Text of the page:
7:00 PM Reflecting on Thomas Campbell – David Dugan
    8:00 PM Reflecting on Alexander Campbell – Gil Yoder
    9:00 PM Q&A Session – Ginning, Dugan & Yoder

    Saturday: January 20, 2007
    8:30 AM Renewing our Day
    9:00 AM Reflecting on Cane Ridge – Richard Melson
    10:00 AM Reflecting on Doctrinal Divisions – Michael Light
    11:00 AM Reflecting on the Forty Years of Wandering – Tommy Haynes

    Lunch off campus

    1:30 PM Reflecting on the Division of 1906 – Stephen Wiggins
    2:30 PM Reflecting on the Decision of 2006 – Brant Stubblefield
    3:30 PM Reflecting on Biblical Examples of Restoration – Richard Massey
    4:30 PM Causes of Division & Moments of Great Unity – Rick Popejoy
    5:30 PM Giving Honor to Honor is Due
    6:30 PM Q&A Session – Popejoy, Massey & Ginnings

    For more information, visit

  24.   Laymond Says:

    How big of a barn are we allowed before we start giving the overflow to the poor?

  25.   Bill Says:

    May your knowledge and experience of the riches of God’s grace, abundantly lavished on us through the gift of His Son as our Savior and King, warm your souls and brighten your days through this holiday season. Merry Christmas! -bill

  26.   combsdac Says:

    John Mark,
    As others have said I find myself challenged by this post.
    Today I received the following in my e-mail and found myself agreeing but having read your post yesterday (just found your blog same day) I felt conflicted and was given pause.
    FYI I am a quadriplegic who for the audacity of earning over $700/month in 1999 lost my SSDI monthly check of $634 (per the legislation passed by our millionaire congressman and senators) and midnight 12/31/06 lost my Medicare coverage (for the same reason and legislation).
    Also FYI I have twice housed homeless people in my spare bedroom for months each and support famine relief worldwide and hunger relief locally.
    I’d like to know your thoughts on the following which I almost forwarded to my e-mail list.
    Don’t help people sit on their rears. I have a question not only for the people of Douglas county but for the entire state of Oregon. Like a lot of people in this state I have a job. I work, they pay me. I pay my taxes and the government distributes my taxes as they see fit. In order for me to get that check I have to pass a random urine test which I have no problem with. What I do have a problem with is the distribution of my taxes to those who don’t have to pass a random urine test. Shouldn’t one have to pass a urine test to receive a urine test to get a welfare check since I have to pass one to earn it for them? Please understand, I have nothing against helping people get back on their feet. I do, on the other hand, have a problem with helping someone sit on their butt. Could you imagine how much money the government could save if people had to pass a urine test to get public assistance? Leonard Wilson”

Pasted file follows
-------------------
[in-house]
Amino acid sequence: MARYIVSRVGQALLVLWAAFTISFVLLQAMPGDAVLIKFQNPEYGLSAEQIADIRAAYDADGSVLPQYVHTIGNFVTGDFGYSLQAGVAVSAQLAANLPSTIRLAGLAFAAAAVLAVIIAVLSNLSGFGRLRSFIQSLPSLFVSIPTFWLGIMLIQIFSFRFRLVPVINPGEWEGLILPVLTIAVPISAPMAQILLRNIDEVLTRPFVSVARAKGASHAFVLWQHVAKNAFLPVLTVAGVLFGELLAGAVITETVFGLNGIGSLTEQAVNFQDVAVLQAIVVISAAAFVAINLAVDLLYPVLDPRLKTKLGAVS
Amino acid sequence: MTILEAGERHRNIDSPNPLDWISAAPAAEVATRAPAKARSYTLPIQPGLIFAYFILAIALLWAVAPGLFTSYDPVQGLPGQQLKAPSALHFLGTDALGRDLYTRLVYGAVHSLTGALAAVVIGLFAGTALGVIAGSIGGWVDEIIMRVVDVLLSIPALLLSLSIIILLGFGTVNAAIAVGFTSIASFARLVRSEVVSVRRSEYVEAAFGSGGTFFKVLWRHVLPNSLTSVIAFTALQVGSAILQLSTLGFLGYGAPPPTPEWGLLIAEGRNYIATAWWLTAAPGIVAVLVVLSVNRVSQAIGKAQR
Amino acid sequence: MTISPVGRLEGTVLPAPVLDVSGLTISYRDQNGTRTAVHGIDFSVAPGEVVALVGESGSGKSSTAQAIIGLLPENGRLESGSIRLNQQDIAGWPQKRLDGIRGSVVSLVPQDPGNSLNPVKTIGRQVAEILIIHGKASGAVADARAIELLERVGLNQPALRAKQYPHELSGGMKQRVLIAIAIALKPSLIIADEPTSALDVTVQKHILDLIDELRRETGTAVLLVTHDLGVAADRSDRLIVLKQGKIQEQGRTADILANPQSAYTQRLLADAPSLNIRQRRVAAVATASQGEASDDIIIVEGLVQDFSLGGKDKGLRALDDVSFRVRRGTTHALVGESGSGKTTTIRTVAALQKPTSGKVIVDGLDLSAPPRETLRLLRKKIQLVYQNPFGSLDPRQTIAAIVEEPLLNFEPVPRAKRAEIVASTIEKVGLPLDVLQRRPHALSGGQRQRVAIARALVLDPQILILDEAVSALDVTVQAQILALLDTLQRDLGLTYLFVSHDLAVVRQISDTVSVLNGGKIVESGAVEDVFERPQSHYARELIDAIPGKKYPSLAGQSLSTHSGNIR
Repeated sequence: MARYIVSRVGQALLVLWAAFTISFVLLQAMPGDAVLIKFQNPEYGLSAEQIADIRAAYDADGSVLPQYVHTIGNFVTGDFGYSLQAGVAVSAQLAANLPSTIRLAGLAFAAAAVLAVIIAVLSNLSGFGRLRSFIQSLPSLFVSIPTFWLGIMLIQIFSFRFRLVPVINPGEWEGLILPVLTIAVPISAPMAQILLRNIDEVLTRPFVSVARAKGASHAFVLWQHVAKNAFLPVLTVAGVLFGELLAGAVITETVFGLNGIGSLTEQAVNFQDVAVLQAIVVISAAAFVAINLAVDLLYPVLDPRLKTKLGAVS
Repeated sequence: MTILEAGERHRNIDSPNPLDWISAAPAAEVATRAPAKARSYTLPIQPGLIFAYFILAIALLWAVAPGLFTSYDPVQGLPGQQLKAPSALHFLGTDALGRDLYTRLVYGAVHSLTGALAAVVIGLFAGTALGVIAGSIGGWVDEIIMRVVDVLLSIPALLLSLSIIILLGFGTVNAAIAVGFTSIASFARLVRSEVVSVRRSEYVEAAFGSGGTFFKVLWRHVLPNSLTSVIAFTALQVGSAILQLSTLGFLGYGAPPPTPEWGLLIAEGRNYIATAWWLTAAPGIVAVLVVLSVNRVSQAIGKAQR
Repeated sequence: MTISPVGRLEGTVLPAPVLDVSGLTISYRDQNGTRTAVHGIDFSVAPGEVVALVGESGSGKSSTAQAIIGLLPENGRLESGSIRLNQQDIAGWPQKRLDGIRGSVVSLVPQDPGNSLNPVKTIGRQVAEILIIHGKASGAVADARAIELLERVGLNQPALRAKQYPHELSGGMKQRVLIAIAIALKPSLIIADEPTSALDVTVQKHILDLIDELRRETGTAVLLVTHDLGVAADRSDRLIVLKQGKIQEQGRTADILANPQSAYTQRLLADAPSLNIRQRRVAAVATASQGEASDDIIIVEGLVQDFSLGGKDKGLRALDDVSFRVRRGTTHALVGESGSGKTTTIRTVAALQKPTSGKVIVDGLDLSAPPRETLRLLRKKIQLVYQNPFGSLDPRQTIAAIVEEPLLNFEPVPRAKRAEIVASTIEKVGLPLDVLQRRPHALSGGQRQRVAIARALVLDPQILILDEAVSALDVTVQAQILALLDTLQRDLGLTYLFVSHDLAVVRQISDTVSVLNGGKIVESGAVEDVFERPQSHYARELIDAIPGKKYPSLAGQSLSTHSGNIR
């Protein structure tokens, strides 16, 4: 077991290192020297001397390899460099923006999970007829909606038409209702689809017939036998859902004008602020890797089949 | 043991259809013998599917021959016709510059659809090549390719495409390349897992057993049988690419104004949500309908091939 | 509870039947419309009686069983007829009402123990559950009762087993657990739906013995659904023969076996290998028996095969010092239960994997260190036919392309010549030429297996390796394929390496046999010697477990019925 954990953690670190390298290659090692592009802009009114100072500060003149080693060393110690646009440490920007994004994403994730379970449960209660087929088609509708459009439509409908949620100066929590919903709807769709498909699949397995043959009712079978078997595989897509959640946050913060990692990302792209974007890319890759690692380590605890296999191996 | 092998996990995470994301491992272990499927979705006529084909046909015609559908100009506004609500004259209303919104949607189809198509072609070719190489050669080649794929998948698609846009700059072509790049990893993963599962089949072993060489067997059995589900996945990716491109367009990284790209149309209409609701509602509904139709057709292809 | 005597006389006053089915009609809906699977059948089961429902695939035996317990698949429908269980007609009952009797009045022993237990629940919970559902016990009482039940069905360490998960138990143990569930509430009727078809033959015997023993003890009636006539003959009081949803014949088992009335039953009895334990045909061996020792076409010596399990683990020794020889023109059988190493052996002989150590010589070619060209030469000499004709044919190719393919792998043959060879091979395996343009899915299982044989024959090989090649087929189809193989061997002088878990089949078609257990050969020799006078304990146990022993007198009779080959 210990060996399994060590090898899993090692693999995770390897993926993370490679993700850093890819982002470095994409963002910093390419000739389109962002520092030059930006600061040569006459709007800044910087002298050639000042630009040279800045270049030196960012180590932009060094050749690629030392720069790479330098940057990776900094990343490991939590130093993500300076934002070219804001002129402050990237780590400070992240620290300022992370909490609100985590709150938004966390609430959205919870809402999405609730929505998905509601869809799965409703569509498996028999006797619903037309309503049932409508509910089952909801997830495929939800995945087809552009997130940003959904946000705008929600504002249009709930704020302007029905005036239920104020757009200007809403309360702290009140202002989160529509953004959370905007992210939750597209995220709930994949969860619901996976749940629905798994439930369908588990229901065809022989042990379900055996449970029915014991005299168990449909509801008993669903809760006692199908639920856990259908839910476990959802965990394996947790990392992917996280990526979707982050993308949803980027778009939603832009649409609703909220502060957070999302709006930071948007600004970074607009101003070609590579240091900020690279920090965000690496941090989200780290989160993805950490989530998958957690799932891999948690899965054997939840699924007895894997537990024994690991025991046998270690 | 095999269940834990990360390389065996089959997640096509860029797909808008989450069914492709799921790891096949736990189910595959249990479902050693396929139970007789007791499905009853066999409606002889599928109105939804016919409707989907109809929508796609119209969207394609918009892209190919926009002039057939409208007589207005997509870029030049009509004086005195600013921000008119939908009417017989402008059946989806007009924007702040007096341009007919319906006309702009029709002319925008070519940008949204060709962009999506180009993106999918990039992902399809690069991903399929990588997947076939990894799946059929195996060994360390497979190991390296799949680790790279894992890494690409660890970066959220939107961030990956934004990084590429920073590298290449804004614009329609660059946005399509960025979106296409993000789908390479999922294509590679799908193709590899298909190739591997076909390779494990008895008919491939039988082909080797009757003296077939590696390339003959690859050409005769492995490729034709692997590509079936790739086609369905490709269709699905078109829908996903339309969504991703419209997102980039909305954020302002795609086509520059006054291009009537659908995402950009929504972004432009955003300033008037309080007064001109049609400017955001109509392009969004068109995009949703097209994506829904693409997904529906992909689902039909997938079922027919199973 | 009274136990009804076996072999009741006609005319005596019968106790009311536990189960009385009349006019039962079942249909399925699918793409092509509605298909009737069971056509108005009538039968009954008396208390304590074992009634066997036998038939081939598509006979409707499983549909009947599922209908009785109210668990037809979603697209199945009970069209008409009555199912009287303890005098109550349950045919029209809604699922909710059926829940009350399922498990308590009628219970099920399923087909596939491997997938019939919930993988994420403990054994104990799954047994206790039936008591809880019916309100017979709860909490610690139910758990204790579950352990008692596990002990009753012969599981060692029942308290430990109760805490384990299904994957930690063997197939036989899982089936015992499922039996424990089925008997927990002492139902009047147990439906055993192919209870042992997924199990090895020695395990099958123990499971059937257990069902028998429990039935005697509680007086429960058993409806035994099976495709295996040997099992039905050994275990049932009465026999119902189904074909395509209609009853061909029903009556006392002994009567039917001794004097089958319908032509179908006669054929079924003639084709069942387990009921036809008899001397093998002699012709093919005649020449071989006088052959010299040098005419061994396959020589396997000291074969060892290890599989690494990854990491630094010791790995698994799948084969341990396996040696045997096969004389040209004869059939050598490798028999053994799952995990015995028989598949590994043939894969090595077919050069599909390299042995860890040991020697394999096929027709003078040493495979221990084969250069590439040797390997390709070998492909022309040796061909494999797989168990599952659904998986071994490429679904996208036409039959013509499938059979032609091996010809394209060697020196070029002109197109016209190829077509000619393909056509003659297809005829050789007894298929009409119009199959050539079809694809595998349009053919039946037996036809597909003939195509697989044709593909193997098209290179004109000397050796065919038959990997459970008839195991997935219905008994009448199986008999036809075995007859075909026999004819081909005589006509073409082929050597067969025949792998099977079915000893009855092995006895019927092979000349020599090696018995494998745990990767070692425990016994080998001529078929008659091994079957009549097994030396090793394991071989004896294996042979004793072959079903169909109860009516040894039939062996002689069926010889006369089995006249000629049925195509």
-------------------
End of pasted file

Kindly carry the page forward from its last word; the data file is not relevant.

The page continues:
I tell you John Mark,it hit a chord with me. I want to be like Jesus and I give to the poor and help when I can and reflect on whether I behave responsibly as a disciple in sharing my abundance. And I know the covergence of Christian ethics and secular government raise many thorny (pardon the pun) issues with disciples on all sides of the issues. But re this one, what do you think.
    FYI the Lord has blessed me in my work from home to eventually make up the loss of the SSDI check and I’m trusting re the Medicare loss.
    Grace and peace,

  27.   John Mark Hicks Says:


    Your heart certainly reflects the interests of Jesus as I hope mine does. I just wish I could live out what I believe every day. It is a difficult journey.

    I can appreciate the concern for drug testing and holding people accountable who receive from the graciousness of others, even the government.

    I think the issue is probably too complex to discuss in any detail but my immediate reaction is that we should not make assistance contingent on some formal drug testing. I do believe in the principle that our giving should not enable a lifestyle that is harmful to a person but rather should enable them to supply their needs for healthy living.

    Yet, I don’t think mandatory drug testing is the answer in this situation as I understand the broad circumstance. It would perhaps hinder efforts toward redemptive action for those using drugs.

    But I am not familiar with the issues in the specific situation described.

    Helping the poor is enabling them to meet their needs with dignity as persons and providing a means of redemptive lift out of the cycle of poverty.

  28.   R.J. Says:

    Notice that the Apostle Paul in 1 Timothy 6 does not command “those who are rich in this present age” to sell their possessions. But to solely trust in God(who provides for our enjoyment) and to be rich in good deeds(be willing to share) “which is truly life”.

    I think Jesus in Luke 12:33 just wanted to drive home a point. Stressing generosity As the Geneva Bible mentions…

    (k) This is the figure of speech metonymy, for by this word alms is meant that compassion and friendliness of a heart that cares tenderly for the misery and poor condition of a man, and shows this feeling by some gift, and has the name given to it in the Greek language of mercy and compassion: and therefore he is said to give alms who gives something to another, and gives to the poor, showing by this that he pities their poor condition.

    •   John Mark Hicks Says:

      He does command those who are rich to share, that is, to let go of wealth. That would in an ancient economy involved selling their possessions so that they can share.

      It seems to me that you generalize and spiritualize (as the Geneva Bible does here) to quickly. Spiritualizing this text and reducing to a vague notion of generosity fails, I think, to hear the discipleship demand. It trades the hard and difficult saying for the ease of being generous, and I can do that with a tithe and thus feel comforted.

      I think Luke wants us to feel uncomfortable with our wealth and calls us to a radical discipleship of sharing with the poor, including actually and literally selling our possessions.